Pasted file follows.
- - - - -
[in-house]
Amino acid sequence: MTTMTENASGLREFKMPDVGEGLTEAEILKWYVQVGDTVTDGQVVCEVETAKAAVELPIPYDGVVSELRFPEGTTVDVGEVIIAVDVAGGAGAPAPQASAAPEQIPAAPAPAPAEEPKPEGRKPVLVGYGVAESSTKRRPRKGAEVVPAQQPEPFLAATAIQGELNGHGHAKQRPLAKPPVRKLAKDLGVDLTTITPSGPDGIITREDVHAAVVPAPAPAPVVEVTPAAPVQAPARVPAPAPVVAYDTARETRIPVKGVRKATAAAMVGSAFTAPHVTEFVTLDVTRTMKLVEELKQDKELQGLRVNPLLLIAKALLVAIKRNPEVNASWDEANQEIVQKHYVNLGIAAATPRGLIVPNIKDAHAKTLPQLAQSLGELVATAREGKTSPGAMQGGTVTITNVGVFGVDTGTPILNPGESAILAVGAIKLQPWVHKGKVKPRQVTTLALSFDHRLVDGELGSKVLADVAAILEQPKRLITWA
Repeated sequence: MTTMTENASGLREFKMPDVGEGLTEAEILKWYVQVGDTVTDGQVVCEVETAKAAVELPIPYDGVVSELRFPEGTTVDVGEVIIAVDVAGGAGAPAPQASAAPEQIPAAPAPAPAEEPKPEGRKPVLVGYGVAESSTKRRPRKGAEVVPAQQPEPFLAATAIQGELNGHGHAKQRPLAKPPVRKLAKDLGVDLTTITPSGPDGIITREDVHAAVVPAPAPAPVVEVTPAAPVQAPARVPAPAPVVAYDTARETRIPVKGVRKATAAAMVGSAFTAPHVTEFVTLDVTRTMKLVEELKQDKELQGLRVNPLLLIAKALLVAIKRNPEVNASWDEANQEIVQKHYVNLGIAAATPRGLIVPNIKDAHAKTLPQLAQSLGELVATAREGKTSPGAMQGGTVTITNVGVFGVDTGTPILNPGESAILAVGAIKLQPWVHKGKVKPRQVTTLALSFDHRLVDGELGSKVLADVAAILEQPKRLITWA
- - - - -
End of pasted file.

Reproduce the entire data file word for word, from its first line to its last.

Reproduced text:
[in-house]
Amino acid sequence: MTTMTENASGLREFKMPDVGEGLTEAEILKWYVQVGDTVTDGQVVCEVETAKAAVELPIPYDGVVSELRFPEGTTVDVGEVIIAVDVAGGAGAPAPQASAAPEQIPAAPAPAPAEEPKPEGRKPVLVGYGVAESSTKRRPRKGAEVVPAQQPEPFLAATAIQGELNGHGHAKQRPLAKPPVRKLAKDLGVDLTTITPSGPDGIITREDVHAAVVPAPAPAPVVEVTPAAPVQAPARVPAPAPVVAYDTARETRIPVKGVRKATAAAMVGSAFTAPHVTEFVTLDVTRTMKLVEELKQDKELQGLRVNPLLLIAKALLVAIKRNPEVNASWDEANQEIVQKHYVNLGIAAATPRGLIVPNIKDAHAKTLPQLAQSLGELVATAREGKTSPGAMQGGTVTITNVGVFGVDTGTPILNPGESAILAVGAIKLQPWVHKGKVKPRQVTTLALSFDHRLVDGELGSKVLADVAAILEQPKRLITWA
Repeated sequence: MTTMTENASGLREFKMPDVGEGLTEAEILKWYVQVGDTVTDGQVVCEVETAKAAVELPIPYDGVVSELRFPEGTTVDVGEVIIAVDVAGGAGAPAPQASAAPEQIPAAPAPAPAEEPKPEGRKPVLVGYGVAESSTKRRPRKGAEVVPAQQPEPFLAATAIQGELNGHGHAKQRPLAKPPVRKLAKDLGVDLTTITPSGPDGIITREDVHAAVVPAPAPAPVVEVTPAAPVQAPARVPAPAPVVAYDTARETRIPVKGVRKATAAAMVGSAFTAPHVTEFVTLDVTRTMKLVEELKQDKELQGLRVNPLLLIAKALLVAIKRNPEVNASWDEANQEIVQKHYVNLGIAAATPRGLIVPNIKDAHAKTLPQLAQSLGELVATAREGKTSPGAMQGGTVTITNVGVFGVDTGTPILNPGESAILAVGAIKLQPWVHKGKVKPRQVTTLALSFDHRLVDGELGSKVLADVAAILEQPKRLITWA